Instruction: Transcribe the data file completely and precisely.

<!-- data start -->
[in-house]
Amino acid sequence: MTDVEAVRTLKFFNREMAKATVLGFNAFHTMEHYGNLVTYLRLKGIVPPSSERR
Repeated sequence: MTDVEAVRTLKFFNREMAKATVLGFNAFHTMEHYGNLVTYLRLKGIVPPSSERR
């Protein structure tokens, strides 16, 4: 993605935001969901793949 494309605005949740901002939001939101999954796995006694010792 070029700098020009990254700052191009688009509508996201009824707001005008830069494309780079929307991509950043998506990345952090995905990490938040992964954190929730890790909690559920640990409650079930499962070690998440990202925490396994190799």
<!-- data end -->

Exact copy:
[in-house]
Amino acid sequence: MTDVEAVRTLKFFNREMAKATVLGFNAFHTMEHYGNLVTYLRLKGIVPPSSERR
Repeated sequence: MTDVEAVRTLKFFNREMAKATVLGFNAFHTMEHYGNLVTYLRLKGIVPPSSERR
């Protein structure tokens, strides 16, 4: 993605935001969901793949 494309605005949740901002939001939101999954796995006694010792 070029700098020009990254700052191009688009509508996201009824707001005008830069494309780079929307991509950043998506990345952090995905990490938040992964954190929730890790909690559920640990409650079930499962070690998440990202925490396994190799």